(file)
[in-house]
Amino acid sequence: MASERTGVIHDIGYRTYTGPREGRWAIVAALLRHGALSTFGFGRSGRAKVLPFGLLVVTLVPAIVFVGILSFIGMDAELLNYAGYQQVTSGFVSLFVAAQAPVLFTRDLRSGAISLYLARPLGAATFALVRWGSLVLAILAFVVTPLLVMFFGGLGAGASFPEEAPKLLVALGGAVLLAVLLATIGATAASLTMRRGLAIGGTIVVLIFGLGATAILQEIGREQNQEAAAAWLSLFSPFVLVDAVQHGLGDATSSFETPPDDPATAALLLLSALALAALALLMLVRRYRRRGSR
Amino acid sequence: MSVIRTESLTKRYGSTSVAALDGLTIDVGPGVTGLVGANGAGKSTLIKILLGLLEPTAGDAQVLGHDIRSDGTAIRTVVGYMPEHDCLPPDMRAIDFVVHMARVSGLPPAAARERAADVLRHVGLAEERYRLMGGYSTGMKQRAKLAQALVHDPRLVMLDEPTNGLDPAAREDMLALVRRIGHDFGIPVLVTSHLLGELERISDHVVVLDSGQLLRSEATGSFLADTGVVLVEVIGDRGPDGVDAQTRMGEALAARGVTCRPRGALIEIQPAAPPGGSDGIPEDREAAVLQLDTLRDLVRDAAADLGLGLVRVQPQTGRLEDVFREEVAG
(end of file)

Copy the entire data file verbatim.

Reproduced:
[in-house]
Amino acid sequence: MASERTGVIHDIGYRTYTGPREGRWAIVAALLRHGALSTFGFGRSGRAKVLPFGLLVVTLVPAIVFVGILSFIGMDAELLNYAGYQQVTSGFVSLFVAAQAPVLFTRDLRSGAISLYLARPLGAATFALVRWGSLVLAILAFVVTPLLVMFFGGLGAGASFPEEAPKLLVALGGAVLLAVLLATIGATAASLTMRRGLAIGGTIVVLIFGLGATAILQEIGREQNQEAAAAWLSLFSPFVLVDAVQHGLGDATSSFETPPDDPATAALLLLSALALAALALLMLVRRYRRRGSR
Amino acid sequence: MSVIRTESLTKRYGSTSVAALDGLTIDVGPGVTGLVGANGAGKSTLIKILLGLLEPTAGDAQVLGHDIRSDGTAIRTVVGYMPEHDCLPPDMRAIDFVVHMARVSGLPPAAARERAADVLRHVGLAEERYRLMGGYSTGMKQRAKLAQALVHDPRLVMLDEPTNGLDPAAREDMLALVRRIGHDFGIPVLVTSHLLGELERISDHVVVLDSGQLLRSEATGSFLADTGVVLVEVIGDRGPDGVDAQTRMGEALAARGVTCRPRGALIEIQPAAPPGGSDGIPEDREAAVLQLDTLRDLVRDAAADLGLGLVRVQPQTGRLEDVFREEVAG